In my 12 years freelancing as a graphic designer (can’t believe it’s been that long), I’ve walked away with some very invaluable lessons.

I started this blog a little over three years ago to help share what I’d learned with others in hopes that my knowledge and experience could help make your journey a little easier. I continue to divulge what I’ve acquired from every design project I’ve been hired for and even those that crashed and burned mid-project when bad clients became indecisive. The most important lessons have been avoiding getting burned by clients and how not to work for “cheap”.

It’s a competitive world and we can all use any advantage we can get to stay on par with or ahead of the industry competition. Here are my three (3) tips (including a bonus tip) for all you freelance graphic designers out there.

Price your work correctly

Understanding the value of your own work is the difference between working by the hour and working for what your worth. Personally, the best approach that facilitates a win-win scenario for both you and your clients is examining “value-based” pricing. There are different approaches to arriving at the value of your next design project, but consider this method. If your client(s) share the projected revenue they hope to earn from your work, you can charge 10% of projected revenue.

I didn't have a photo of myself working so I used this random person instead

I didn’t have a photo of myself working so I used this random person instead

Finish a design right on schedule

Time is money. There’s never been a quote more accurate than that one. In just three words, that one quote communicates the importance of meeting your client’s deadlines. In order to build a steady reputation as the talented professional freelancer, you want to ensure that you achieve all your deliverables as outlined in your client interviews. If you’re not accustomed to having client interviews, take it from me, you should have them and as many of them as possible. Also, keep a personal time log (“Microsoft Excel” works fine), making sure to record minutes, hours, and days spent per design project. It’s a great way to know the projects you can take on or decline at any given moment based on the prospective client’s anticipated turnaround time.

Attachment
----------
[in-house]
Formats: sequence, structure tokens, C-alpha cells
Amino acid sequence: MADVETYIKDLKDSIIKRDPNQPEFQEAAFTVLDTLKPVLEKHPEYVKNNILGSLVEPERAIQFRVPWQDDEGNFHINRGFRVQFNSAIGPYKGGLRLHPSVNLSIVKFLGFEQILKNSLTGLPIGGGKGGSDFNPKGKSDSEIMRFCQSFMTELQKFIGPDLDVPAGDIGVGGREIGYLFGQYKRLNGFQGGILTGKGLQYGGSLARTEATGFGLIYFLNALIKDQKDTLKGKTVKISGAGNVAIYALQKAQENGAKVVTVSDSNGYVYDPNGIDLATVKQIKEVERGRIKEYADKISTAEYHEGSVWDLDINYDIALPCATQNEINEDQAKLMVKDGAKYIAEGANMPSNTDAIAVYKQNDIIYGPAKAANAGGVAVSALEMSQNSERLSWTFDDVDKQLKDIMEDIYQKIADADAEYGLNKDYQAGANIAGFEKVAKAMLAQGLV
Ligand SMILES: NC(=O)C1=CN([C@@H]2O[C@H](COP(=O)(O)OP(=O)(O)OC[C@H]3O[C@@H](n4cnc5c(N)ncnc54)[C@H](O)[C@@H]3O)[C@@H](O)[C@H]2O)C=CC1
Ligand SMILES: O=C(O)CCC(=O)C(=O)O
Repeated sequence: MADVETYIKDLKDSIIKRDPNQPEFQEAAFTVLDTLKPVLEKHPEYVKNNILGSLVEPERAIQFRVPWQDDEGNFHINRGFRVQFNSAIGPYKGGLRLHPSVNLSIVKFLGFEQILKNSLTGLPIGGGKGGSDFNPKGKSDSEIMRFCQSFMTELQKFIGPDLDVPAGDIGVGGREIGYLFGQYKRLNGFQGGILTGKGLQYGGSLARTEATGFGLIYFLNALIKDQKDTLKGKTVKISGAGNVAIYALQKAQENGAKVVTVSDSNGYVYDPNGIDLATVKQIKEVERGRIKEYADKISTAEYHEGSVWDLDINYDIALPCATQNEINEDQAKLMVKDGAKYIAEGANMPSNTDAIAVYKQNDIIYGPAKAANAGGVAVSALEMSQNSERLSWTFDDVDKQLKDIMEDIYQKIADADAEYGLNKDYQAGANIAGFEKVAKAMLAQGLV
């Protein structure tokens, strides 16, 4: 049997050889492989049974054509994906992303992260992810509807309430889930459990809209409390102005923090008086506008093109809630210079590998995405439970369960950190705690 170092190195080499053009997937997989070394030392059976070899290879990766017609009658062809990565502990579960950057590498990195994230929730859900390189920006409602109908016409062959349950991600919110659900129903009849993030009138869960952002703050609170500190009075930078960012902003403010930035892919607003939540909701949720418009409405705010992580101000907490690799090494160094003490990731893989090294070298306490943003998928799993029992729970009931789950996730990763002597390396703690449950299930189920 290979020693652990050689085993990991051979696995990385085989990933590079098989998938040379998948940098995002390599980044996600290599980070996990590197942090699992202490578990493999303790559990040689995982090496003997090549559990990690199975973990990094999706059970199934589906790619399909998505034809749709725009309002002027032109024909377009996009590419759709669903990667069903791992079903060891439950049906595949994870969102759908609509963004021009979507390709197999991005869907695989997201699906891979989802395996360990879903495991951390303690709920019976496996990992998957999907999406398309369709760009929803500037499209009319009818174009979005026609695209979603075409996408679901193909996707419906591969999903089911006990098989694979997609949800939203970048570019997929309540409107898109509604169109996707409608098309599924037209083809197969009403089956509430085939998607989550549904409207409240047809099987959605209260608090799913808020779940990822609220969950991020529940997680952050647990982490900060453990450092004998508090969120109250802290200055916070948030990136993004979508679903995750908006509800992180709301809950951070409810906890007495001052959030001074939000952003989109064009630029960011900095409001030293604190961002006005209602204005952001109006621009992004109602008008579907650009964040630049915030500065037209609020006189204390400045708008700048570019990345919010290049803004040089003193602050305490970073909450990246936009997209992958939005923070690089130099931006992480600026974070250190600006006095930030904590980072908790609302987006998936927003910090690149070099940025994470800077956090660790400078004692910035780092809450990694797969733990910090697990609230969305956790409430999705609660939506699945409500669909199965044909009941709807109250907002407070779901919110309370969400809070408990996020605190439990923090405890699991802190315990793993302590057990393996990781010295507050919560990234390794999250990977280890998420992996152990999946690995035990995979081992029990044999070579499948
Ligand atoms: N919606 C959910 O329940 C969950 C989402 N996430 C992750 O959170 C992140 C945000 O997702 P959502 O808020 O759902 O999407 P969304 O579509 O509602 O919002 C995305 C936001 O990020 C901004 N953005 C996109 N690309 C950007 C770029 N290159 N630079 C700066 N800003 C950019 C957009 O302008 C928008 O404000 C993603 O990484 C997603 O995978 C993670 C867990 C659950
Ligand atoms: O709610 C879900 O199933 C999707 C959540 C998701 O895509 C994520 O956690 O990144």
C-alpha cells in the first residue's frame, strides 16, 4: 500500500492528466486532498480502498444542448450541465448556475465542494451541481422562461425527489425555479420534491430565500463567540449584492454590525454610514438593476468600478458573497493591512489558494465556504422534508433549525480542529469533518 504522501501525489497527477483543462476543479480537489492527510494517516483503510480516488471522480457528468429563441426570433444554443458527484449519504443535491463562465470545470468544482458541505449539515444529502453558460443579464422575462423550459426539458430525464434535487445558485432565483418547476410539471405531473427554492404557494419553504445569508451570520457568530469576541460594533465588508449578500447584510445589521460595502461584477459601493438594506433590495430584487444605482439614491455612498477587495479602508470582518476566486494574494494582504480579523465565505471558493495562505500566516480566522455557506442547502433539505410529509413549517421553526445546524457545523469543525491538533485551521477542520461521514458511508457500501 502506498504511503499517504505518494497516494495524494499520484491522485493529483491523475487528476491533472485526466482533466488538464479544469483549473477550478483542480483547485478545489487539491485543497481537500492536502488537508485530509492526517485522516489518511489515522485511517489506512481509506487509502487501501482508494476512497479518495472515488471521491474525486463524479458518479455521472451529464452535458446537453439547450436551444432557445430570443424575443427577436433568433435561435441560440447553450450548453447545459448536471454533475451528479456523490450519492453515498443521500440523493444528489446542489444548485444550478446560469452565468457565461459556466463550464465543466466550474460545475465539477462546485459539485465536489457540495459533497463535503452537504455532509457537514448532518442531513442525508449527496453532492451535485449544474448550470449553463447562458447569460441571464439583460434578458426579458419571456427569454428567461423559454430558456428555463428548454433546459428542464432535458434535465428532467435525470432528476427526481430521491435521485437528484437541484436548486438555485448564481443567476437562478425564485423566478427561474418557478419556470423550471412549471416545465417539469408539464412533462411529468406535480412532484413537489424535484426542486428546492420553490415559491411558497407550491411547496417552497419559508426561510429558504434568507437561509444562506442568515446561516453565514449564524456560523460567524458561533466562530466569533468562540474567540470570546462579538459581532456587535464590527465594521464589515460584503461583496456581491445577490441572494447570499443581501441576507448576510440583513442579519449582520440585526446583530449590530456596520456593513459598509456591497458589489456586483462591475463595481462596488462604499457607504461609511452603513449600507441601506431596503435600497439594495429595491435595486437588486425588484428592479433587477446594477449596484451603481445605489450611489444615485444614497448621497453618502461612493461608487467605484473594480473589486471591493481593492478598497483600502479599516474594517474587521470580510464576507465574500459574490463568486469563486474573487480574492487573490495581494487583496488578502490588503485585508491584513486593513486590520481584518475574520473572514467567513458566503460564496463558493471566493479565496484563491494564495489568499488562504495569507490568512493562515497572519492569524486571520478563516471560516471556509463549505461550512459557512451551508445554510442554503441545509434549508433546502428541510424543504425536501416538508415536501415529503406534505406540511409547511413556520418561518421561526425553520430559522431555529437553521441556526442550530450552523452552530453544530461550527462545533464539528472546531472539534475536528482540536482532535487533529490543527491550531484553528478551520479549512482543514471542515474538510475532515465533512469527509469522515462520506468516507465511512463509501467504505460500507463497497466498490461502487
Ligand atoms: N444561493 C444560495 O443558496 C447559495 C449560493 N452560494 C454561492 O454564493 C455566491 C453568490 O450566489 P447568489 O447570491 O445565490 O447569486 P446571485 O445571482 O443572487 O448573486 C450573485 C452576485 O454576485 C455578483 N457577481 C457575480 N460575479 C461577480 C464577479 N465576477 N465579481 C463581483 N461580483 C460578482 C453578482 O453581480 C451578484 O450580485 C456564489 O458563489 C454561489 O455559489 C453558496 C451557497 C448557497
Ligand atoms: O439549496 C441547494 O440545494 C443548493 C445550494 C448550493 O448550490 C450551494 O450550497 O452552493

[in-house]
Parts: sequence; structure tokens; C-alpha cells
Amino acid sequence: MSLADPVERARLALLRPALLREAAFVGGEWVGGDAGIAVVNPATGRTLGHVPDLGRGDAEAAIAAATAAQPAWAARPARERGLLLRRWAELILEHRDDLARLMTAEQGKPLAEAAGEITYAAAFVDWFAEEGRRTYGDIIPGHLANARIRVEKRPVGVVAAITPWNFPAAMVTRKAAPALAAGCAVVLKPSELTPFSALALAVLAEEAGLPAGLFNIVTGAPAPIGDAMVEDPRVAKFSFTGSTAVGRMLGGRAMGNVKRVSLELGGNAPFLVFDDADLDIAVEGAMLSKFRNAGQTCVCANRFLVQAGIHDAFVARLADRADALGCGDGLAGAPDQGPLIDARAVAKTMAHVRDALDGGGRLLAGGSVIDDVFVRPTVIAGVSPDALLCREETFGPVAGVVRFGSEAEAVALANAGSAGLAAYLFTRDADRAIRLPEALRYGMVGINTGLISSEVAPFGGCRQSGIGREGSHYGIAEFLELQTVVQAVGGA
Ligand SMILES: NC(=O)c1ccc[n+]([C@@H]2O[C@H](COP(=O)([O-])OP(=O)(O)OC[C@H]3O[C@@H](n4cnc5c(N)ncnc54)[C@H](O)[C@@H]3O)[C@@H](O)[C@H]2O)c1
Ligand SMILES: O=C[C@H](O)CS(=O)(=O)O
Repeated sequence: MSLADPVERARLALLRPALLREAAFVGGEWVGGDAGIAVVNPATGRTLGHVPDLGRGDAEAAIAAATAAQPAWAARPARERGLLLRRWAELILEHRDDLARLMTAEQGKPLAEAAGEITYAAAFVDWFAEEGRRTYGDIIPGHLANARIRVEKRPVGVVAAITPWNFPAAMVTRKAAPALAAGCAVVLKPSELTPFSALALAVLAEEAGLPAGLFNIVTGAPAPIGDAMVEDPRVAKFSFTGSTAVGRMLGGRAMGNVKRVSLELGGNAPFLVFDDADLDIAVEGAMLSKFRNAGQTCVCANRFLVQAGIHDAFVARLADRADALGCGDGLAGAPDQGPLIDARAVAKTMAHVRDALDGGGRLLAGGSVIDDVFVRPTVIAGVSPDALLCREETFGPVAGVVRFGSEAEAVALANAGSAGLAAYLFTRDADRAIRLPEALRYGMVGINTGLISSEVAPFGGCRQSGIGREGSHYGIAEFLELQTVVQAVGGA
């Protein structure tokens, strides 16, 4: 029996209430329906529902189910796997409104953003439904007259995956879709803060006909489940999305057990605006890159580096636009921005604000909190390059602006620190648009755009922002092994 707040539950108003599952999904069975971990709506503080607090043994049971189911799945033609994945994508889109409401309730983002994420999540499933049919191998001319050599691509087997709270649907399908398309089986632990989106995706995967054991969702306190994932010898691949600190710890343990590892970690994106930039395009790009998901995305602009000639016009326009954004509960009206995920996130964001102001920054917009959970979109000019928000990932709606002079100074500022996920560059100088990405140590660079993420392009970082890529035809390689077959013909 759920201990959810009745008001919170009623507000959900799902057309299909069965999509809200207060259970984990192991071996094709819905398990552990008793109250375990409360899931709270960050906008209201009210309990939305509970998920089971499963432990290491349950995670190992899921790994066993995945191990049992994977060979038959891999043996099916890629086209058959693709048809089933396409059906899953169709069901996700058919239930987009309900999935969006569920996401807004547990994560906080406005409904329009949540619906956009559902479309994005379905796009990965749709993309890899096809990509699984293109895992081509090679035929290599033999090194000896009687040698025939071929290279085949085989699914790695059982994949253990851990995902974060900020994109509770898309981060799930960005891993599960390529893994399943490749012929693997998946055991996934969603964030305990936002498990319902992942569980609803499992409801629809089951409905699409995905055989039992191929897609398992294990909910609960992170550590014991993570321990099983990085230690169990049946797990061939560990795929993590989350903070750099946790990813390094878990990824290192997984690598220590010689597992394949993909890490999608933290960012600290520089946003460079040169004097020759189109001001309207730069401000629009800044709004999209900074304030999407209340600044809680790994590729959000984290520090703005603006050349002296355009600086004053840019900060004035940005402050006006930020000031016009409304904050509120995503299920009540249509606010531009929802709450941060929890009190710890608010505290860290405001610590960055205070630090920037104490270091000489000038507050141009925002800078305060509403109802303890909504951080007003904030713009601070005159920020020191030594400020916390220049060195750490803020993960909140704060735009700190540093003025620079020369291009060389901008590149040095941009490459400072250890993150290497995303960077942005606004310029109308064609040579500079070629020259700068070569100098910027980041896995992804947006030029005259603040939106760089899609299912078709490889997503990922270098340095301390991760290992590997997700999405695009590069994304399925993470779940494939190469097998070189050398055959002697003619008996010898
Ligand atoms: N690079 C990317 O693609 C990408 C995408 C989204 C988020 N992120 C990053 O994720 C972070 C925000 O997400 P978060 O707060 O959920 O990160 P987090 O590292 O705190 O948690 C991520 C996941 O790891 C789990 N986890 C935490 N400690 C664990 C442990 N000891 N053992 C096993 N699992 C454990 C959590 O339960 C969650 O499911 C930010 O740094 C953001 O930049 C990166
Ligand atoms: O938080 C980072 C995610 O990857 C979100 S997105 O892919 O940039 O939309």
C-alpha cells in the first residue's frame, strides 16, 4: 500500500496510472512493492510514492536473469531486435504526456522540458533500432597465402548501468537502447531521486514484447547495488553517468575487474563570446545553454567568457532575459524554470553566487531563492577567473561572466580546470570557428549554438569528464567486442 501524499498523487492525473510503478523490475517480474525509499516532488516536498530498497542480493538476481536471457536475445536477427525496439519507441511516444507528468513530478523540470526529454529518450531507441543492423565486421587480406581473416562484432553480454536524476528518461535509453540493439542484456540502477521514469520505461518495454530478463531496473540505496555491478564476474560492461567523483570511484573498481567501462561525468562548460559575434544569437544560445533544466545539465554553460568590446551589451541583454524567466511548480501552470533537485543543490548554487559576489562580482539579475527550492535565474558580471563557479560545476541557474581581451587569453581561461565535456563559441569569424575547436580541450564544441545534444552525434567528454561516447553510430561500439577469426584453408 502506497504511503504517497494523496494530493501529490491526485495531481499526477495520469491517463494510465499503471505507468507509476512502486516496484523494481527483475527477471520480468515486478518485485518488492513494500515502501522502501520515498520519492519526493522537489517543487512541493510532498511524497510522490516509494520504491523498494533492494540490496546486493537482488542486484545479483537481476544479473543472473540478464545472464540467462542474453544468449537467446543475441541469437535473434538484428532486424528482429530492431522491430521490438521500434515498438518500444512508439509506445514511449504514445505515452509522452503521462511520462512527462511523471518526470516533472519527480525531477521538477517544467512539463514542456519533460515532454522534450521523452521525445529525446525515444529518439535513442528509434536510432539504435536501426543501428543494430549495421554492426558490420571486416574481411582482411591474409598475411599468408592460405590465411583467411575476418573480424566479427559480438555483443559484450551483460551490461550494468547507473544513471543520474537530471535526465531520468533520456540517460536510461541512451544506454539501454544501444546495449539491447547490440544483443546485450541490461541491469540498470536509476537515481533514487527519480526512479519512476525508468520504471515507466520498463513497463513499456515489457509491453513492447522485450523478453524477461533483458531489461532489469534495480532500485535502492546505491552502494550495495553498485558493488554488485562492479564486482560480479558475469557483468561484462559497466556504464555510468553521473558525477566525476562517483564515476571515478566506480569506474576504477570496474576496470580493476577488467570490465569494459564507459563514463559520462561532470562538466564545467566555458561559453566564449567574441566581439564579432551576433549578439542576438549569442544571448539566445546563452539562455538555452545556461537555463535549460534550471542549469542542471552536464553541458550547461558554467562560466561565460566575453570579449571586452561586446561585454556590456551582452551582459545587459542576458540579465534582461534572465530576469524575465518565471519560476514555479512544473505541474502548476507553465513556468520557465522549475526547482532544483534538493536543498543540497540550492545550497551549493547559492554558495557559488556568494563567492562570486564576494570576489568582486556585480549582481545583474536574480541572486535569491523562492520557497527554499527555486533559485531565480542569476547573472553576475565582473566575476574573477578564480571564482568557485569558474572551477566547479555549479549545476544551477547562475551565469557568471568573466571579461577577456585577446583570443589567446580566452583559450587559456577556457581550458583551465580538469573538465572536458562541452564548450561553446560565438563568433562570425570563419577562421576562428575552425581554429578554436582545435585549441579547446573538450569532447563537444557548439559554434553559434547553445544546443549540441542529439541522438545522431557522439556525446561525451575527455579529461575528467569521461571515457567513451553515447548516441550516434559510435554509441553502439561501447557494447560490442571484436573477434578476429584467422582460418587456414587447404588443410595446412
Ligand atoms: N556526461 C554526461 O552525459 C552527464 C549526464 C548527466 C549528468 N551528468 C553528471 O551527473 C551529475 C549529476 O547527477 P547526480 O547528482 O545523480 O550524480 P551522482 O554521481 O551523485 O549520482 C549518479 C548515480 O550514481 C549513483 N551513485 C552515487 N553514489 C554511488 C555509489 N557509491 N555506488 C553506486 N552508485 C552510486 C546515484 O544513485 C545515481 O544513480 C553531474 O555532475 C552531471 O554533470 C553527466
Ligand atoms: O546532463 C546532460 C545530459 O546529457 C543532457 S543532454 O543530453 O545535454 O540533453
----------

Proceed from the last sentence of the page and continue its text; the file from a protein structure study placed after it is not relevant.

There's no one template design for a time log, just create one that works for you

There’s no one template design for a time log, just create one that works for you

Get paid

I cannot stress this enough, not only to freelance graphic designers, but to anyone else who works for themselves whether you consider yourself an entrepreneur or not. It’s imperative that you get compensated for all your hard work over the last eight or 10 hours or the last eight or 10 days. Your client would expect the same if the situation was reversed. So here’s my best recommendation, especially if you’re unfamiliar with the client. Always ask for a “retainer fee” and the amount is left up to your own discretion, not your client’s. I personally would suggest no less than fifty percent (50%) of the total quotation that way, you and your client are invested in the outcome of the design project.

If you watched

If you watched “Breaking Bad”, you’ll get the importance of being paid

Get paid on time

Once your client has been presented with the designs (add your watermark) and all revisions are completed, at the end of the process have them pay you the remaining fifty percent (50%) based on your invoice. So in case you missed that, always send them a quotation for the work ahead and an invoice after the work is finished. Before I forget, outline in your invoice (towards the top) when they should settle with you. I use either seven (7) business days or 14 business days depending on the cost of the design.

I hope you found the above tips helpful and I wish you only the best in your own journey as a graphic designer. Feel free to stop by my blog anytime. I’ll have more tips to share going forward.

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